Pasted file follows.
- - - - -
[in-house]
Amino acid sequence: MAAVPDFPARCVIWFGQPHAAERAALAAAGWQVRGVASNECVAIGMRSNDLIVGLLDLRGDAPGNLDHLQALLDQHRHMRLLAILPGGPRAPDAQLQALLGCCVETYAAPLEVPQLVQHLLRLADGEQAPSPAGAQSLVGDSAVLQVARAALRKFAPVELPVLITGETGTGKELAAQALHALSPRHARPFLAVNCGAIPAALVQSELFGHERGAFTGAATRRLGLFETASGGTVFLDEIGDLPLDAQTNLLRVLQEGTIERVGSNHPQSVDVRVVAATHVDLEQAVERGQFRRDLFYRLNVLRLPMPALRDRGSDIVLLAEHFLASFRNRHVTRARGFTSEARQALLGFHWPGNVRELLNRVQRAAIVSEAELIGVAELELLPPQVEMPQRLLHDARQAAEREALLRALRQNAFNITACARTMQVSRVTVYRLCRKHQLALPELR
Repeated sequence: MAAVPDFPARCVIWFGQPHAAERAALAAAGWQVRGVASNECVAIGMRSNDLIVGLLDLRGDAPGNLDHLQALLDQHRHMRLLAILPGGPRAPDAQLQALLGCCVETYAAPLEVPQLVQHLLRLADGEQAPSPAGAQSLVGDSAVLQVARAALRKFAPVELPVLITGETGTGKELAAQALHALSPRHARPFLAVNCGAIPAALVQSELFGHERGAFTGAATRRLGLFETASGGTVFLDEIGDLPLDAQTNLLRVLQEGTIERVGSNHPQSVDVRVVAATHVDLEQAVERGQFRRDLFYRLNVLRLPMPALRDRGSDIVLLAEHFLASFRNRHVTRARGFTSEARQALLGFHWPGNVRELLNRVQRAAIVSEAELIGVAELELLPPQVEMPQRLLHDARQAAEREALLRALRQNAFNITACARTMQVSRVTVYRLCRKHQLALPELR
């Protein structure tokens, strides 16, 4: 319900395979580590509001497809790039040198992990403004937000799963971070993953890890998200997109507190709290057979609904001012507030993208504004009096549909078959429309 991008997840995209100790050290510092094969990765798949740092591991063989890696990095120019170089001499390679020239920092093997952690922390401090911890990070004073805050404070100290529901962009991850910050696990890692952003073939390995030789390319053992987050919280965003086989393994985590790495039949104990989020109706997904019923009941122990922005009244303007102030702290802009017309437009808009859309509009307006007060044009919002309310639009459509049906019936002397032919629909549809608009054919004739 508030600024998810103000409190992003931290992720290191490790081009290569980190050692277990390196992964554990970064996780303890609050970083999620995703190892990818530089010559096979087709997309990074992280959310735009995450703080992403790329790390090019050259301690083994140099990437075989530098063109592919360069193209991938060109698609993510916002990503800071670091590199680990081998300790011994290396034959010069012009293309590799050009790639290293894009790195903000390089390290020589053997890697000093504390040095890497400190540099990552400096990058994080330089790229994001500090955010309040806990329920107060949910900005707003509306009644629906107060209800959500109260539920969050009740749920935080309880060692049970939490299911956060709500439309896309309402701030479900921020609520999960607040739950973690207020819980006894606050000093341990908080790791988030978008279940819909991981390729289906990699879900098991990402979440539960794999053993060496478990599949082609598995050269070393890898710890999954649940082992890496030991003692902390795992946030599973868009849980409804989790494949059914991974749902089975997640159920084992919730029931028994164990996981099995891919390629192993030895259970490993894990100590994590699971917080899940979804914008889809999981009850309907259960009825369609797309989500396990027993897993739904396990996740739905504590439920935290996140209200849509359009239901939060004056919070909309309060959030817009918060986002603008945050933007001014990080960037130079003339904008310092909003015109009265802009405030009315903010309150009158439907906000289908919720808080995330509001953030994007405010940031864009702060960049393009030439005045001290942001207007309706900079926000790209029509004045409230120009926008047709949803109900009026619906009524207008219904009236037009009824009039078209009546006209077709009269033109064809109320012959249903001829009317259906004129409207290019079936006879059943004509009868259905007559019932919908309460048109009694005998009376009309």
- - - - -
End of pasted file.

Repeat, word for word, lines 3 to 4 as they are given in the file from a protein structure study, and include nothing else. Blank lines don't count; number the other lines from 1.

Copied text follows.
Repeated sequence: MAAVPDFPARCVIWFGQPHAAERAALAAAGWQVRGVASNECVAIGMRSNDLIVGLLDLRGDAPGNLDHLQALLDQHRHMRLLAILPGGPRAPDAQLQALLGCCVETYAAPLEVPQLVQHLLRLADGEQAPSPAGAQSLVGDSAVLQVARAALRKFAPVELPVLITGETGTGKELAAQALHALSPRHARPFLAVNCGAIPAALVQSELFGHERGAFTGAATRRLGLFETASGGTVFLDEIGDLPLDAQTNLLRVLQEGTIERVGSNHPQSVDVRVVAATHVDLEQAVERGQFRRDLFYRLNVLRLPMPALRDRGSDIVLLAEHFLASFRNRHVTRARGFTSEARQALLGFHWPGNVRELLNRVQRAAIVSEAELIGVAELELLPPQVEMPQRLLHDARQAAEREALLRALRQNAFNITACARTMQVSRVTVYRLCRKHQLALPELR
């Protein structure tokens, strides 16, 4: 319900395979580590509001497809790039040198992990403004937000799963971070993953890890998200997109507190709290057979609904001012507030993208504004009096549909078959429309 991008997840995209100790050290510092094969990765798949740092591991063989890696990095120019170089001499390679020239920092093997952690922390401090911890990070004073805050404070100290529901962009991850910050696990890692952003073939390995030789390319053992987050919280965003086989393994985590790495039949104990989020109706997904019923009941122990922005009244303007102030702290802009017309437009808009859309509009307006007060044009919002309310639009459509049906019936002397032919629909549809608009054919004739 508030600024998810103000409190992003931290992720290191490790081009290569980190050692277990390196992964554990970064996780303890609050970083999620995703190892990818530089010559096979087709997309990074992280959310735009995450703080992403790329790390090019050259301690083994140099990437075989530098063109592919360069193209991938060109698609993510916002990503800071670091590199680990081998300790011994290396034959010069012009293309590799050009790639290293894009790195903000390089390290020589053997890697000093504390040095890497400190540099990552400096990058994080330089790229994001500090955010309040806990329920107060949910900005707003509306009644629906107060209800959500109260539920969050009740749920935080309880060692049970939490299911956060709500439309896309309402701030479900921020609520999960607040739950973690207020819980006894606050000093341990908080790791988030978008279940819909991981390729289906990699879900098991990402979440539960794999053993060496478990599949082609598995050269070393890898710890999954649940082992890496030991003692902390795992946030599973868009849980409804989790494949059914991974749902089975997640159920084992919730029931028994164990996981099995891919390629192993030895259970490993894990100590994590699971917080899940979804914008889809999981009850309907259960009825369609797309989500396990027993897993739904396990996740739905504590439920935290996140209200849509359009239901939060004056919070909309309060959030817009918060986002603008945050933007001014990080960037130079003339904008310092909003015109009265802009405030009315903010309150009158439907906000289908919720808080995330509001953030994007405010940031864009702060960049393009030439005045001290942001207007309706900079926000790209029509004045409230120009926008047709949803109900009026619906009524207008219904009236037009009824009039078209009546006209077709009269033109064809109320012959249903001829009317259906004129409207290019079936006879059943004509009868259905007559019932919908309460048109009694005998009376009309």